Saturday September 14, 2019 – 08:00 PM
With their rich harmonies, an unbelievable ability to replicate instruments and a stage presence that can be felt in every seat of the house, Naturally 7, the first VocalPlay group ever, are amazing and charming fans wherever they perform.
Today, Naturally 7 are Roger Thomas-MC, Rod Eldridge-DJ, Warren Thomas-Drums, Kelvin Mitchell-Bass, Dwight StewartTrombone, Ricky Cort-Guitar, Sean Simmonds-Harmonica.
Roger Thomas on how the group got started: “We started singing in church – just what everyone understands as basic, traditional a cappella singing. We’d been influenced by several other a cappella groups around, and they all had their different sounds and different things. At certain points, someone would remark to us that a particular harmony we did reminded
them of the Bee Gees or the Beatles or Earth, Wind & Fire or Bobby McFerrin, and we realized we hadn’t yet found our thing and so we went looking for our place in the sun. What could we bring to the table that didn’t yet exist on the planet Earth, that we knew of? I liken it to the work of a chef. When people taste something new, it’s not that they’re experiencing some new matter or some new food. It’s food that’s always been there, but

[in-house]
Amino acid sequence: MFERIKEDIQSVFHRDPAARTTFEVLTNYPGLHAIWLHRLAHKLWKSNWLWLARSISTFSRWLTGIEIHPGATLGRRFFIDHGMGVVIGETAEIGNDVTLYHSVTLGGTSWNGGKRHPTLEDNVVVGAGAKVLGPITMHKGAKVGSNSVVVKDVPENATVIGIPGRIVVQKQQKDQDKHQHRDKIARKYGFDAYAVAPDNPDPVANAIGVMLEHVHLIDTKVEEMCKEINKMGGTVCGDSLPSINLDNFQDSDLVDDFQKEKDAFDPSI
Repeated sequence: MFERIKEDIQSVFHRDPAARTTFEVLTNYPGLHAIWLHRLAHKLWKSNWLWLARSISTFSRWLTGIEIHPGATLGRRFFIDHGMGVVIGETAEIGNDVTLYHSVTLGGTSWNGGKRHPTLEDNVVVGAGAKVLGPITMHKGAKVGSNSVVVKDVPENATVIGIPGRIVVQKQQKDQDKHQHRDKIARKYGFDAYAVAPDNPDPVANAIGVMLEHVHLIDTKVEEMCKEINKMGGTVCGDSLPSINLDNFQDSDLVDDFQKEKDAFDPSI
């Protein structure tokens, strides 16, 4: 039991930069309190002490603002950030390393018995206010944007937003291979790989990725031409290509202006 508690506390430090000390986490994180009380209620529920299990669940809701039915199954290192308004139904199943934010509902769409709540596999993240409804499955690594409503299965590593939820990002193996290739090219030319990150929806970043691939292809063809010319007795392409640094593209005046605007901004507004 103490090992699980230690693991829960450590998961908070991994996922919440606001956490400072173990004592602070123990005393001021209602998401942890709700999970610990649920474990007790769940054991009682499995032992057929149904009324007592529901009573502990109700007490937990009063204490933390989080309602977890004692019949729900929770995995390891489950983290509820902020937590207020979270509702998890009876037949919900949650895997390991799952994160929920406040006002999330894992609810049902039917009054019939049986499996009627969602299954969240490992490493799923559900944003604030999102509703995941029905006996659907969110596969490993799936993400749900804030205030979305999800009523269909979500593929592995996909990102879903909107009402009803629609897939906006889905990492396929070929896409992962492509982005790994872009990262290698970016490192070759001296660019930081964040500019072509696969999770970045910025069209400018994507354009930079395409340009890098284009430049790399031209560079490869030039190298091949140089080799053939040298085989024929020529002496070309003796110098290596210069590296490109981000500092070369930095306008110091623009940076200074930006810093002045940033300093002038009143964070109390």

the chef just mixed different things in different portions together that you have never tasted, and that’s basically what we have done. I’m in the vocal arrangement department, and I saw this jazz group out of Sweden imitating instruments, but they were a jazz group. I thought, “Wow, we should do that, but in R&B, gospel, funk, pop and hip-hop!”
We’re all originally from New York, and heavily influenced by hip-hop, so we’ve seen — from Doug E. Fresh to the Fat Boys – artists imitating and beat-boxing, so we started there with the drums and then we added bass. Then, it was like, “Why don’t you do what the guitar would do?” and “Do what a synth would do!” It started from there, and once we had that established, we felt we had something. Then, we found that each guy could do something interesting that the others couldn’t do. Once we started to lean into that, that changed the whole goal. We were on tour with Michael Bublé, and we could tell that it would take audiences about three or four songs before they’d start gasping, “Oh my God, it’s all their voices!” At first, they didn’t’ really understand, because the wall of sound that we’re giving is so much like a band that they just assume it’s some sort of backing track. But, we’d have specific songs that we would break things down, one by one, in the actual song, and they’d realize that it was happening right there on only those microphones. That was our goal.”
A show you will not want to miss!